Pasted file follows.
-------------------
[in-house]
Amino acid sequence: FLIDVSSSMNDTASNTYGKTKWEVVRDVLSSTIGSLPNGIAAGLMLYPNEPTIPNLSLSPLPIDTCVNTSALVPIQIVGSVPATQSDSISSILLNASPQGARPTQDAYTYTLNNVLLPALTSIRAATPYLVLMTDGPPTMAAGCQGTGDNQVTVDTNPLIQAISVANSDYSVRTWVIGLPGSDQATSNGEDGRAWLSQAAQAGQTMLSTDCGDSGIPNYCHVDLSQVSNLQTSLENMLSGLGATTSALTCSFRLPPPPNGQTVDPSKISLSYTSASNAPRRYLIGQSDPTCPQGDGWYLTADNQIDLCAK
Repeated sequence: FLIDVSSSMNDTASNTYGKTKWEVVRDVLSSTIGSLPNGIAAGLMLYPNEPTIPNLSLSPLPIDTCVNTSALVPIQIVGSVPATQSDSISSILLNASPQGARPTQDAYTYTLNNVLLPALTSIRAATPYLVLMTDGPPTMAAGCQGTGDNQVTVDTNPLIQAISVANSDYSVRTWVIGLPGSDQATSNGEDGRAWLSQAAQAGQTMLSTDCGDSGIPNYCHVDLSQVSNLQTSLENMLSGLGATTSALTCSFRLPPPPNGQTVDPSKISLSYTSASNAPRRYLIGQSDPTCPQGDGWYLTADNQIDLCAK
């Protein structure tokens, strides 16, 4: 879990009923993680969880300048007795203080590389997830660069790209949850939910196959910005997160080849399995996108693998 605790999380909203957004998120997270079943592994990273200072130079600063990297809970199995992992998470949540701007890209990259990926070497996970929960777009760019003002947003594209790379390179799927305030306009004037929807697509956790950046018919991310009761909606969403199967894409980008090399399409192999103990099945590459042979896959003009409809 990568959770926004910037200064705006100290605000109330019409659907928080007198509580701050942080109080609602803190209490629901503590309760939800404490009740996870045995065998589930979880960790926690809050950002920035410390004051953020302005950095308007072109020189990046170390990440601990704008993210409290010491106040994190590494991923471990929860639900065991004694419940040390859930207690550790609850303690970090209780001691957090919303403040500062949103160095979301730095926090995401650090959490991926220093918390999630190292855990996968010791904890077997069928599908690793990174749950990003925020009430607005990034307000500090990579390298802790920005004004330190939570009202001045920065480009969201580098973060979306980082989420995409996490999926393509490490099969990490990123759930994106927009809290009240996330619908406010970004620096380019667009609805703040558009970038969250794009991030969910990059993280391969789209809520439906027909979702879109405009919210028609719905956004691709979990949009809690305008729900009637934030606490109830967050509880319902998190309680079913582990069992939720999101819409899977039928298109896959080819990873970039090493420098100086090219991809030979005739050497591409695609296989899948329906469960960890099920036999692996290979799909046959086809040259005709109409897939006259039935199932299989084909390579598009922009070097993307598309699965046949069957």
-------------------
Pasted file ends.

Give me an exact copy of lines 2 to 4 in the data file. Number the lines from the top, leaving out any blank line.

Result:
Amino acid sequence: FLIDVSSSMNDTASNTYGKTKWEVVRDVLSSTIGSLPNGIAAGLMLYPNEPTIPNLSLSPLPIDTCVNTSALVPIQIVGSVPATQSDSISSILLNASPQGARPTQDAYTYTLNNVLLPALTSIRAATPYLVLMTDGPPTMAAGCQGTGDNQVTVDTNPLIQAISVANSDYSVRTWVIGLPGSDQATSNGEDGRAWLSQAAQAGQTMLSTDCGDSGIPNYCHVDLSQVSNLQTSLENMLSGLGATTSALTCSFRLPPPPNGQTVDPSKISLSYTSASNAPRRYLIGQSDPTCPQGDGWYLTADNQIDLCAK
Repeated sequence: FLIDVSSSMNDTASNTYGKTKWEVVRDVLSSTIGSLPNGIAAGLMLYPNEPTIPNLSLSPLPIDTCVNTSALVPIQIVGSVPATQSDSISSILLNASPQGARPTQDAYTYTLNNVLLPALTSIRAATPYLVLMTDGPPTMAAGCQGTGDNQVTVDTNPLIQAISVANSDYSVRTWVIGLPGSDQATSNGEDGRAWLSQAAQAGQTMLSTDCGDSGIPNYCHVDLSQVSNLQTSLENMLSGLGATTSALTCSFRLPPPPNGQTVDPSKISLSYTSASNAPRRYLIGQSDPTCPQGDGWYLTADNQIDLCAK
């Protein structure tokens, strides 16, 4: 879990009923993680969880300048007795203080590389997830660069790209949850939910196959910005997160080849399995996108693998 605790999380909203957004998120997270079943592994990273200072130079600063990297809970199995992992998470949540701007890209990259990926070497996970929960777009760019003002947003594209790379390179799927305030306009004037929807697509956790950046018919991310009761909606969403199967894409980008090399399409192999103990099945590459042979896959003009409809 990568959770926004910037200064705006100290605000109330019409659907928080007198509580701050942080109080609602803190209490629901503590309760939800404490009740996870045995065998589930979880960790926690809050950002920035410390004051953020302005950095308007072109020189990046170390990440601990704008993210409290010491106040994190590494991923471990929860639900065991004694419940040390859930207690550790609850303690970090209780001691957090919303403040500062949103160095979301730095926090995401650090959490991926220093918390999630190292855990996968010791904890077997069928599908690793990174749950990003925020009430607005990034307000500090990579390298802790920005004004330190939570009202001045920065480009969201580098973060979306980082989420995409996490999926393509490490099969990490990123759930994106927009809290009240996330619908406010970004620096380019667009609805703040558009970038969250794009991030969910990059993280391969789209809520439906027909979702879109405009919210028609719905956004691709979990949009809690305008729900009637934030606490109830967050509880319902998190309680079913582990069992939720999101819409899977039928298109896959080819990873970039090493420098100086090219991809030979005739050497591409695609296989899948329906469960960890099920036999692996290979799909046959086809040259005709109409897939006259039935199932299989084909390579598009922009070097993307598309699965046949069957």